The Non-resident of Indians (NRIs) from Telangana and across India in their efforts to resume jobs in Saudi Arabia and the UAE are having a tough time finding nations through which they can travel to the two countries.
The NRIs are going through a harrowing time finding cheap visas and hassle-free transit routes including faraway Eastern Europe, the former Soviet Republic and African countries. Saudi Arabia, UAE and other gulf countries have imposed a temporary ban on Indian travellers. However, passengers who are willing to follow 14 days of mandatory quarantine period in another country are exempted from the ban. Such a situation is leading NRIs, including many from Telangana, to use unheard and unknown transit routes.
In the past, Saudi-based NRIs made their way through the UAE and Bahrain to bypass the problems related to international travel. But when these routes were closed, they immediately switched to the lengthy ways of Nepal, Maldives and Sri Lanka. As more and more routes are getting closed due to the Covid-19 surge in India, the NRIs are, presently, chalking out their travel plans through Southeast Europe or former Soviet Republicans in Central Asia.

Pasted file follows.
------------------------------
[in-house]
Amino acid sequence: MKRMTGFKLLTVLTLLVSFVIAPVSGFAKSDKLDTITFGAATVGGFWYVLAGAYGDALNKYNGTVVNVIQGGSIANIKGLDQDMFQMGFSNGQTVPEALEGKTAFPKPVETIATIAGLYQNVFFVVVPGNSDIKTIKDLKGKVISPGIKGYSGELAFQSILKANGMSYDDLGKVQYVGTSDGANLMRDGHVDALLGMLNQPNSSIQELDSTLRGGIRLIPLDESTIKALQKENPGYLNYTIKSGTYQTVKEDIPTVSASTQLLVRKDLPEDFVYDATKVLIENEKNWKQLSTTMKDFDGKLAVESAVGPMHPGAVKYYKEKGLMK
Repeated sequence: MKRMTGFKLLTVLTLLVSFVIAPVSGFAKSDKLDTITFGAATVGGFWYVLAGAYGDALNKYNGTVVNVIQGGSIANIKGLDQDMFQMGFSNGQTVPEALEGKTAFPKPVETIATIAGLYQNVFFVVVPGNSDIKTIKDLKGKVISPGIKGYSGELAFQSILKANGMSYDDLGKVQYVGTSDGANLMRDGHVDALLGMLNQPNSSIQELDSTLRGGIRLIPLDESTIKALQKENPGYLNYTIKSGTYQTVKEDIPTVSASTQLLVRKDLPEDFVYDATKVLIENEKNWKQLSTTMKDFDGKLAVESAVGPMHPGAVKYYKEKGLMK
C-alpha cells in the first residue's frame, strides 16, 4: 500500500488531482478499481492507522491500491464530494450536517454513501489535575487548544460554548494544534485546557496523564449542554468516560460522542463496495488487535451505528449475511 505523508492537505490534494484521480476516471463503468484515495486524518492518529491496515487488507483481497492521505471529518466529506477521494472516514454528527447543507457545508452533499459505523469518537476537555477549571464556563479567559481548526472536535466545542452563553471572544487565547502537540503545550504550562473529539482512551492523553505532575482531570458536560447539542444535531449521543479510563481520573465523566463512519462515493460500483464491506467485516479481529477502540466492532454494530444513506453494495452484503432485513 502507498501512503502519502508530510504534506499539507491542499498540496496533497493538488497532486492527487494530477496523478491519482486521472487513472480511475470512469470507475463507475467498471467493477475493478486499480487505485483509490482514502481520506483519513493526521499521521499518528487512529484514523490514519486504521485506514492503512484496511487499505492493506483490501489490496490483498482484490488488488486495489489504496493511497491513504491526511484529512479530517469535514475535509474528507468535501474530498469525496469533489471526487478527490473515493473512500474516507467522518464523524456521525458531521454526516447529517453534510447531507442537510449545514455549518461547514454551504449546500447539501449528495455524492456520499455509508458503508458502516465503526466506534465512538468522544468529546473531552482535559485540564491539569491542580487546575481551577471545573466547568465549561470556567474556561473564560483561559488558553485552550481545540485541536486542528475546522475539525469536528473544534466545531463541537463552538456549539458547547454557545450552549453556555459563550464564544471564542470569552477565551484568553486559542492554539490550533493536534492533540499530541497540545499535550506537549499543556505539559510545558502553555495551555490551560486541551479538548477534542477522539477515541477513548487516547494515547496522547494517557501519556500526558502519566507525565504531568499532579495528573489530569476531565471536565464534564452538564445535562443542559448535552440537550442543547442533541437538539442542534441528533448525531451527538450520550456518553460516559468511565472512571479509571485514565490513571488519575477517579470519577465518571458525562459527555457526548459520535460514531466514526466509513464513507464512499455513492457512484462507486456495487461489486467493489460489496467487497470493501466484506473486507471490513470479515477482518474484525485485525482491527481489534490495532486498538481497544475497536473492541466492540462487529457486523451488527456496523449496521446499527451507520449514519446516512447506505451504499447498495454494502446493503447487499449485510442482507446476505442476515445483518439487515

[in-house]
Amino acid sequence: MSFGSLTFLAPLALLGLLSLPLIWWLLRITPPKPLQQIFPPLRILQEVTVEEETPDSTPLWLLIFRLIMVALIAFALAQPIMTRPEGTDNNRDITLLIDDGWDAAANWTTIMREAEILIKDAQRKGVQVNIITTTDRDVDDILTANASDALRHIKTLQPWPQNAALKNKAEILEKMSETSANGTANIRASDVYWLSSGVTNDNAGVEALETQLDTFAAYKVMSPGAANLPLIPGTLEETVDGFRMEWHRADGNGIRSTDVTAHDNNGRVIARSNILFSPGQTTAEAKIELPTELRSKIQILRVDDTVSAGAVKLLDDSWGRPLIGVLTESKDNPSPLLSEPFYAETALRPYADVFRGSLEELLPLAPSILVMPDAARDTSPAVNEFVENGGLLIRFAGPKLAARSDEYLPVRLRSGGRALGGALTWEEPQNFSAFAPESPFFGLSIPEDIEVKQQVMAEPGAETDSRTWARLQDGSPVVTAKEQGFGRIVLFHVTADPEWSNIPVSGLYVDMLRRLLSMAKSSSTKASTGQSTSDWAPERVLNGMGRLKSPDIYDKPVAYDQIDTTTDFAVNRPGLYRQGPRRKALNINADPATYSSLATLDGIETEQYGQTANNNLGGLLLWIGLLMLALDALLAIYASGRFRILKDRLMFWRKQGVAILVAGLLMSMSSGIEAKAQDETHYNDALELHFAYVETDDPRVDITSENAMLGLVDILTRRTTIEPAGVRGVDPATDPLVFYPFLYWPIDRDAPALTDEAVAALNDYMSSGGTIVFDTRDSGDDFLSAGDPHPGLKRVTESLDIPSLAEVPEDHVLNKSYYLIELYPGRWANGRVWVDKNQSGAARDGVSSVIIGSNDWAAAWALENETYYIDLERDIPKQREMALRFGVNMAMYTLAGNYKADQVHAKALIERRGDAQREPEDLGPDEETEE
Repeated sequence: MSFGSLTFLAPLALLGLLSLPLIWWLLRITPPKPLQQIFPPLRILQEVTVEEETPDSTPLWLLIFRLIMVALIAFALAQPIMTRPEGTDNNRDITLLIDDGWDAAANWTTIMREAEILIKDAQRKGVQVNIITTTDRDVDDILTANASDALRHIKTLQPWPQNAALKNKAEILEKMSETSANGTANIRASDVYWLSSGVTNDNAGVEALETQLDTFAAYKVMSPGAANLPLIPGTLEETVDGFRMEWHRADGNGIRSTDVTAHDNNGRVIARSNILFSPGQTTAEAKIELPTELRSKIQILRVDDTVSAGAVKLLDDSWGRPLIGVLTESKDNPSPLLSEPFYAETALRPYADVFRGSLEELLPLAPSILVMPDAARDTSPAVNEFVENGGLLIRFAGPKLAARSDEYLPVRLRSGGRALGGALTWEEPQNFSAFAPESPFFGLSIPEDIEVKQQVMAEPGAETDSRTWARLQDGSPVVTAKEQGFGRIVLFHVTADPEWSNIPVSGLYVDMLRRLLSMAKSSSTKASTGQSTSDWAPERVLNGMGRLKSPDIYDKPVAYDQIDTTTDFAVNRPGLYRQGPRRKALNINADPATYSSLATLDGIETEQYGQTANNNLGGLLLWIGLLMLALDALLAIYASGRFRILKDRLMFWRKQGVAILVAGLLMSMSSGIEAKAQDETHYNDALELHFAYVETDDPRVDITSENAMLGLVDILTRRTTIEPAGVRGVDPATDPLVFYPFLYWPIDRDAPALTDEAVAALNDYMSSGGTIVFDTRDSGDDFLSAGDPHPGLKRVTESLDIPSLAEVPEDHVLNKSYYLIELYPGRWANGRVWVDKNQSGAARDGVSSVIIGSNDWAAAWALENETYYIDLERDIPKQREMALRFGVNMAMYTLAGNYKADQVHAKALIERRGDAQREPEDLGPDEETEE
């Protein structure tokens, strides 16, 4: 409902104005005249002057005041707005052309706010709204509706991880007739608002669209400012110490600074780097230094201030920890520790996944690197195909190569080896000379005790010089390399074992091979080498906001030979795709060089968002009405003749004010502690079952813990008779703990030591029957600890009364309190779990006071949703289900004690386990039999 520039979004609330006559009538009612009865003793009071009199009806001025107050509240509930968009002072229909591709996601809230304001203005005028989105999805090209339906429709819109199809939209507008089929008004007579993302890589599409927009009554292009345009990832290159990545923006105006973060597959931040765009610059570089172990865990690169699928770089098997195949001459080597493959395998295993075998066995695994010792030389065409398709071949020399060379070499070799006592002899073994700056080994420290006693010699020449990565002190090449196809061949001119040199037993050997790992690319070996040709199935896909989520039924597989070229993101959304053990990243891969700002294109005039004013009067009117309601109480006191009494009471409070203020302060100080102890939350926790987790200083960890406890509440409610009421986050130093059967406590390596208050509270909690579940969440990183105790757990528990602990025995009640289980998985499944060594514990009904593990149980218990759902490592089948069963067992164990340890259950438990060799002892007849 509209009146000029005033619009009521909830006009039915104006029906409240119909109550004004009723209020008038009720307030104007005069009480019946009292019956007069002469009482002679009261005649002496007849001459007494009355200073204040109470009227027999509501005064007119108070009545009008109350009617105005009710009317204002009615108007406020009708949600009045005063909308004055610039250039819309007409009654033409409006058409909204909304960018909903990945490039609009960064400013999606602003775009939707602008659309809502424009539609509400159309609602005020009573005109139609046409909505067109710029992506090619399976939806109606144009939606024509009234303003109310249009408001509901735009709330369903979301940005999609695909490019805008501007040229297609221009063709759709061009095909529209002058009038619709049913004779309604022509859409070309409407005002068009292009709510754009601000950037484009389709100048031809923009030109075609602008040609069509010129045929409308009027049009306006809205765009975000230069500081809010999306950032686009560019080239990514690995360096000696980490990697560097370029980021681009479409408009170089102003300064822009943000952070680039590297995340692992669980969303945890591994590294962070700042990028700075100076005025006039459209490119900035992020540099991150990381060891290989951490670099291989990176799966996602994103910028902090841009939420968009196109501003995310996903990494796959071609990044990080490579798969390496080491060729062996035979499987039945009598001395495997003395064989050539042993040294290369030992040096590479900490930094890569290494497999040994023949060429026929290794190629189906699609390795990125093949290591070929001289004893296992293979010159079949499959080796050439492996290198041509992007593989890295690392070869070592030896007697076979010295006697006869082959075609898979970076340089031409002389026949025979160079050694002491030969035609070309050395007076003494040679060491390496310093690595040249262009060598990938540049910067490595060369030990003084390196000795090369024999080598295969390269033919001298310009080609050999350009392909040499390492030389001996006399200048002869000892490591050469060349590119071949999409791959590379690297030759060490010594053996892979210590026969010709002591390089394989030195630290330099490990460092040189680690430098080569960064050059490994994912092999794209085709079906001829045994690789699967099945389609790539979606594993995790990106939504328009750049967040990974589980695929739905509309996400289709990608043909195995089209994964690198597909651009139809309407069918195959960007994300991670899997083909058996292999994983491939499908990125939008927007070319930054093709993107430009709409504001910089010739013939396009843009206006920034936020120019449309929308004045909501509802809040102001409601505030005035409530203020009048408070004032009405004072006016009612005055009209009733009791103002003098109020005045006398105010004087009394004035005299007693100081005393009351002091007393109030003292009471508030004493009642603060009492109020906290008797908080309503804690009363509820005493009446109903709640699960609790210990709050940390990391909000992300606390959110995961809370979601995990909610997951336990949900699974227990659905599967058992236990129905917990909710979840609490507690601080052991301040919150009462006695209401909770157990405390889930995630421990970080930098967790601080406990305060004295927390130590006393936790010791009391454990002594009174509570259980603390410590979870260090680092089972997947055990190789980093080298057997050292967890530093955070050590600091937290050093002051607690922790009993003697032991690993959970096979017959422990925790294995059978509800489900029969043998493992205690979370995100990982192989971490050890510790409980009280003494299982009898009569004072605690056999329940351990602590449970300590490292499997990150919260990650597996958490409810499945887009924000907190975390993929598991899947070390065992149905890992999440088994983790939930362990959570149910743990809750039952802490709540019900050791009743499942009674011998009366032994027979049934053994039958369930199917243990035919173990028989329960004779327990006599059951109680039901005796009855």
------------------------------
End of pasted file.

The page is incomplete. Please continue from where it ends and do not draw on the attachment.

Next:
For NRIs, spending 14 days in Serbia, Armenia, Uzbekistan, and Ethiopia has become the norm before travelling to Saudi Arabia and the UAE.
As per the travellers, Serbia is one of the most affordable nations, and most NRIs are taking advantage of the same. They spend around Rs 1.5 lakh on flights, accommodation, food and ticket to go to the Gulf countries.
Mohammed Samiuddin and his brothers who work in the Gulf countries had come back to Jagtial, Telangana, when their mother contracted Covid-19. However, she succumbed to the coronavirus ultimately.
“Even though we were grieving over our mother’s death, we were also worried about our return to Saudi,” Mohammed told Telangana Today. “We made up our mind to travel to Armenia however, it did not work out. Therefore, we have chosen Serbia,” he said further.
In KM Wasif’s case, he was among the last group of Indians permitted to enter the Maldives before the island country had barred Indian travellers.
“I had tested positive in the Maldives and had to spend an additional 14 days, and the ticket for Riyadh from Male had become invalid as I couldn’t travel because of the infection,” explained the professional photographer from Hyderabad.